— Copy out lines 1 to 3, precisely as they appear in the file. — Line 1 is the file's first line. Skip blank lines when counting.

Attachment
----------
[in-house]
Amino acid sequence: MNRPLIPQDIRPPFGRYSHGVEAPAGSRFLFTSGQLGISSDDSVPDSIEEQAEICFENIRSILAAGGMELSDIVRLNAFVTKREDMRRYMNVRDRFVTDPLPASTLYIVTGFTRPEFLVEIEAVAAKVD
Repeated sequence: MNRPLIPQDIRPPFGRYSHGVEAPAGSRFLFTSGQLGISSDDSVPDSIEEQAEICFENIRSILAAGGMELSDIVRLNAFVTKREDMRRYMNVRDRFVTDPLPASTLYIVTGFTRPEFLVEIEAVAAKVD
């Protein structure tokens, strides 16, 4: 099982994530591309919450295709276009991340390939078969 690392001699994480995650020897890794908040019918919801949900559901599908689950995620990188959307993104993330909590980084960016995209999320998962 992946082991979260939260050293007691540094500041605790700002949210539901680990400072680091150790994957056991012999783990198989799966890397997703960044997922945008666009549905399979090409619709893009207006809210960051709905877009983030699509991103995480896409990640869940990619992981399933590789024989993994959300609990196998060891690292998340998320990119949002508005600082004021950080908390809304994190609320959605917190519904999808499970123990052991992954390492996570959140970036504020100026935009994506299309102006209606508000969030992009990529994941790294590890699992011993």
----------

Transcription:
[in-house]
Amino acid sequence: MNRPLIPQDIRPPFGRYSHGVEAPAGSRFLFTSGQLGISSDDSVPDSIEEQAEICFENIRSILAAGGMELSDIVRLNAFVTKREDMRRYMNVRDRFVTDPLPASTLYIVTGFTRPEFLVEIEAVAAKVD
Repeated sequence: MNRPLIPQDIRPPFGRYSHGVEAPAGSRFLFTSGQLGISSDDSVPDSIEEQAEICFENIRSILAAGGMELSDIVRLNAFVTKREDMRRYMNVRDRFVTDPLPASTLYIVTGFTRPEFLVEIEAVAAKVD